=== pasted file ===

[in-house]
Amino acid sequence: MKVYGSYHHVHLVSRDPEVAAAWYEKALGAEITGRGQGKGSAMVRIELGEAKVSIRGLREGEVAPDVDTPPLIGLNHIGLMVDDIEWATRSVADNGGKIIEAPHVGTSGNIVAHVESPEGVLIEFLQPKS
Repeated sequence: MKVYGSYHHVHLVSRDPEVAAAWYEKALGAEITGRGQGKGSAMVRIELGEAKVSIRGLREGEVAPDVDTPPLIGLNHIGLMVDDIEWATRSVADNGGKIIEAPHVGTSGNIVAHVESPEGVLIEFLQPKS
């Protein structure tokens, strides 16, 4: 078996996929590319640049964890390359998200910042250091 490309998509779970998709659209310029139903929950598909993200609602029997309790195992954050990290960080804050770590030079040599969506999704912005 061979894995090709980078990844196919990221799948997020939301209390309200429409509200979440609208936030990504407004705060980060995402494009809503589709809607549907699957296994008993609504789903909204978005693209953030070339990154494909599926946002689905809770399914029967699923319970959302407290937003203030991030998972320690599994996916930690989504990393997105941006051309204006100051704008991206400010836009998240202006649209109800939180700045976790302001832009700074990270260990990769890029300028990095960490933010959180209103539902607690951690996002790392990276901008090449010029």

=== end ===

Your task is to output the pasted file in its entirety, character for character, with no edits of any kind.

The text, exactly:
[in-house]
Amino acid sequence: MKVYGSYHHVHLVSRDPEVAAAWYEKALGAEITGRGQGKGSAMVRIELGEAKVSIRGLREGEVAPDVDTPPLIGLNHIGLMVDDIEWATRSVADNGGKIIEAPHVGTSGNIVAHVESPEGVLIEFLQPKS
Repeated sequence: MKVYGSYHHVHLVSRDPEVAAAWYEKALGAEITGRGQGKGSAMVRIELGEAKVSIRGLREGEVAPDVDTPPLIGLNHIGLMVDDIEWATRSVADNGGKIIEAPHVGTSGNIVAHVESPEGVLIEFLQPKS
């Protein structure tokens, strides 16, 4: 078996996929590319640049964890390359998200910042250091 490309998509779970998709659209310029139903929950598909993200609602029997309790195992954050990290960080804050770590030079040599969506999704912005 061979894995090709980078990844196919990221799948997020939301209390309200429409509200979440609208936030990504407004705060980060995402494009809503589709809607549907699957296994008993609504789903909204978005693209953030070339990154494909599926946002689905809770399914029967699923319970959302407290937003203030991030998972320690599994996916930690989504990393997105941006051309204006100051704008991206400010836009998240202006649209109800939180700045976790302001832009700074990270260990990769890029300028990095960490933010959180209103539902607690951690996002790392990276901008090449010029």